Human Heart and Beheading


John the Baptist’s Passion.

This is a reflection on the Gospel of Mark chapter 6: 14-29. Since I was a kid I’ve heard this innumerable times during the Mass – I am here pertaining to the story of the beheading of John the Baptist. This is different from the ISIS beheadings of late, but come to think of it they have certain similarities when we begin to examine the perpetrators. Let us begin:

Beheading of James Foley.  Photo from

Beheading of James Foley. Photo from

There are three persons in the banquet who play major roles in our Gospel account: King Herod, Herodias and her daughter who performed a dance. Herodias apparently spites John the Baptist. She harbors a well kept hatred, a grudge, a profound animosity toward him. Her ill-will for John clamors for revenge. What is peculiar about the accomplishment of her hatred’s desire for revenge is that it is to be accomplished by mediation: first through the daughter, then through King Herod and lastly through the executioners. End result: John’s head on a platter.

Much of the drama is hidden before our eyes. Why would Herodias ask for a head served on a platter? What kind of person is she? Is she the kind of person who has a refined sense of sarcasm? The manner by which she orders John’s execution is elaborate. In fact it has an air of sophistication no matter how crude. Whatever played in her head that we do not have access to. But for whatever reason, what we do know, is that a severed head is proof of death. What is hard to make sense of in the Gospel is that it is done grotesquely in the middle of a feast.

We know the extent of the brutality of ancient times and what Herodias requested may have been done before by royalties, nevertheless it’s a party killer – it spoils he whole evening. If I were present in that party I would have said to my companion “Pare uwi na tayo.”

Bluntly, it is plain evil. Even to their standards. Herodias’ revenge, evil as it is, is accomplished in such a grand scale – in the royal court. We have no idea how Herodias’ daughter takes it, nor the general audience takes it, but we have a clue that not everyone agrees to it. Herod does not agree, but he feels powerless. The daughter is silent.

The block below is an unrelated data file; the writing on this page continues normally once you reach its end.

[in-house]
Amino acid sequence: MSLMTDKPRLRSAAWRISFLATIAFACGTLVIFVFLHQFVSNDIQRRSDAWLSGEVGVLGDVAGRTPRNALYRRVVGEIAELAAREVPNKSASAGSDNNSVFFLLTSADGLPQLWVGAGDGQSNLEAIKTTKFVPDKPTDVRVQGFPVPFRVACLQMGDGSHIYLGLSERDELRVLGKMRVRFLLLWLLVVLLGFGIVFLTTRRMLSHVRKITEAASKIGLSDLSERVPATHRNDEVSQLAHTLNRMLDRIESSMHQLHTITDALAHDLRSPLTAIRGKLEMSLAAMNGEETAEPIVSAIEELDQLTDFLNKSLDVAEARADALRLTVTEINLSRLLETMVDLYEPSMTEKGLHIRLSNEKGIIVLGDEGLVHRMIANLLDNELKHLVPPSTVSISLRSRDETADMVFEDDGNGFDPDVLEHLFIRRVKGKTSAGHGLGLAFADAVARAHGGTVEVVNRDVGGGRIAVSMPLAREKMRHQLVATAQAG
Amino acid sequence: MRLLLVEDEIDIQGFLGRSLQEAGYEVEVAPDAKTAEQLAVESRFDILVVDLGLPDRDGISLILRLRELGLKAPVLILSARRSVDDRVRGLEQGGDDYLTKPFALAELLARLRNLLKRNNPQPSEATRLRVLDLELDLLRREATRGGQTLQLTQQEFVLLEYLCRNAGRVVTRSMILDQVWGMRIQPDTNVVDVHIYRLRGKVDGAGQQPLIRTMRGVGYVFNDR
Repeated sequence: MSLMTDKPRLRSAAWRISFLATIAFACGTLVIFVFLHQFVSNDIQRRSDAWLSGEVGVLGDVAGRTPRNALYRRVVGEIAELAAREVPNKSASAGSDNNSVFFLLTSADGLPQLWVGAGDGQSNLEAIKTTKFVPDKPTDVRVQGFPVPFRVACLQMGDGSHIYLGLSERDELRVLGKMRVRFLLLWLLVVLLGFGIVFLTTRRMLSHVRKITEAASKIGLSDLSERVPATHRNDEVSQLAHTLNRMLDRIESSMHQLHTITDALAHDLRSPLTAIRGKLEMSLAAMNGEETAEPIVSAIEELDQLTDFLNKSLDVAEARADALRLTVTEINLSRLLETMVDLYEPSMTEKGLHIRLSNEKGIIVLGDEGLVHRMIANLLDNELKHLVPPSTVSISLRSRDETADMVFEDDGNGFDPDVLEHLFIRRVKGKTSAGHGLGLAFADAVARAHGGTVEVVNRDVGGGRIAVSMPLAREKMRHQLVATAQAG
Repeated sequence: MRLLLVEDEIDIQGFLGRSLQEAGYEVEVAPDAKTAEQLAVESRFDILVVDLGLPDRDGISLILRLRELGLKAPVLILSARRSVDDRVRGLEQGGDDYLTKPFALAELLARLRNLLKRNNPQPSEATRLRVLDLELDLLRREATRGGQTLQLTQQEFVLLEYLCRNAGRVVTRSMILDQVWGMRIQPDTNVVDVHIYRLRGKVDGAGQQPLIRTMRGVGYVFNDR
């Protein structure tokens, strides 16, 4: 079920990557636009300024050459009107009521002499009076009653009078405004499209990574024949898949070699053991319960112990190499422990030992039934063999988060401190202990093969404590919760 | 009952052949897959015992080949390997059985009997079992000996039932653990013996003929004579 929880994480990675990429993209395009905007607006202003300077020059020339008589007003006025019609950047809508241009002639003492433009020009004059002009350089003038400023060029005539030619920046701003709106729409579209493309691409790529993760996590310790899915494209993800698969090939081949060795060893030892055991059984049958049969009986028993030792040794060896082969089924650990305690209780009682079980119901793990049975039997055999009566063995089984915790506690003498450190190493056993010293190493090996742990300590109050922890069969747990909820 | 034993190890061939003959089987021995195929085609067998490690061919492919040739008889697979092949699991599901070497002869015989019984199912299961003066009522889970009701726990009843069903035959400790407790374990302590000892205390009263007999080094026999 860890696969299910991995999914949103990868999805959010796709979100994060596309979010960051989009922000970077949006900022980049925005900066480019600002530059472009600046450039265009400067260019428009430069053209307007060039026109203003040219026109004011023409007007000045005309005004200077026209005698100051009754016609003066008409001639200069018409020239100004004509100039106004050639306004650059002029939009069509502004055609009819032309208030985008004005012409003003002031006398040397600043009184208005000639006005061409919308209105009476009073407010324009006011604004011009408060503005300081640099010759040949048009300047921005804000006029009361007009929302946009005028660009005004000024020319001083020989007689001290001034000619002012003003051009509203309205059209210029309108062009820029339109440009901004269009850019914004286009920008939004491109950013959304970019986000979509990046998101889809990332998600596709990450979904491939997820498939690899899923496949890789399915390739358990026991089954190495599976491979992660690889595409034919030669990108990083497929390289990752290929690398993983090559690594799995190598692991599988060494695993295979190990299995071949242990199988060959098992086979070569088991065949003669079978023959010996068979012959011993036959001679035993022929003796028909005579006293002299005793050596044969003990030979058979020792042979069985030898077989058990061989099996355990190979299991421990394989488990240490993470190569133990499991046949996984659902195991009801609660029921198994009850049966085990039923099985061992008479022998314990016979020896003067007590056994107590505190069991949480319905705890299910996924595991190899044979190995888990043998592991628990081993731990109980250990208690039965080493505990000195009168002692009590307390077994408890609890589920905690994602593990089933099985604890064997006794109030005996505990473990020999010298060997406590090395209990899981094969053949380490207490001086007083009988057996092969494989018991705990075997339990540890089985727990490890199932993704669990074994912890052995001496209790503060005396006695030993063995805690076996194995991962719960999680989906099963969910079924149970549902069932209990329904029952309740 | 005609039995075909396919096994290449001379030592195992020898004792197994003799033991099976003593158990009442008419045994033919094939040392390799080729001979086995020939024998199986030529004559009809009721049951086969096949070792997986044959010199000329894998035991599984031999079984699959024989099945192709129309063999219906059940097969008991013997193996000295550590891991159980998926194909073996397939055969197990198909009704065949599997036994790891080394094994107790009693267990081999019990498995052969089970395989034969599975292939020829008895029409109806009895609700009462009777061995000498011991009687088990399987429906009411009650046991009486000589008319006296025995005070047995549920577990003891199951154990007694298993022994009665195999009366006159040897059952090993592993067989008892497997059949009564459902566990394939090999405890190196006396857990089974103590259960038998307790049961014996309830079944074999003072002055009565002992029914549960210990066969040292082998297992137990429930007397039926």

Here we get to see how evil works. Herodias nurtures evil in her heart and in turn she twists King Herod’s sense of palabra de honor. Herod is caught in his word. In the Scripture the reason given is “…because of his oaths and the guests he did not wish to break his word to her.” Herod fears what people might say about him. This tells a lot about how evil operates in our life, in our society. You see, revenge is always accompanied by malice. Revenge is an evil decision, one thinks about it over and over again. Herod gets caught in Herodias’ web of revenge. And all the people present in the banquet were caught too. Nobody denounced Herodias.

The Gospel tells us something about Herod’s heart – he has a great admiration for John the Baptist. He admires John not as a king but as a person. But he allowed his admiration of John to be drowned by the voices of those present in the banquet. But he could have fought it out and end winning. He could have reigned King in his heart by subduing the voices of Herodias and his guests, even if it means embarrassment – at least in that small place he could prove himself triumphant. My realization boils down to this: the real battle ground of good and evil is not in social structures but in the hearts of men. Social structures are just as good as the hearts of men. Evil is cunning. But we are like Herod in many ways. For no matter how cunning evil is, it is something we can see in / with our hearts, but the point is, are we fighting it?


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Filed under Faith, Gospel, reflection

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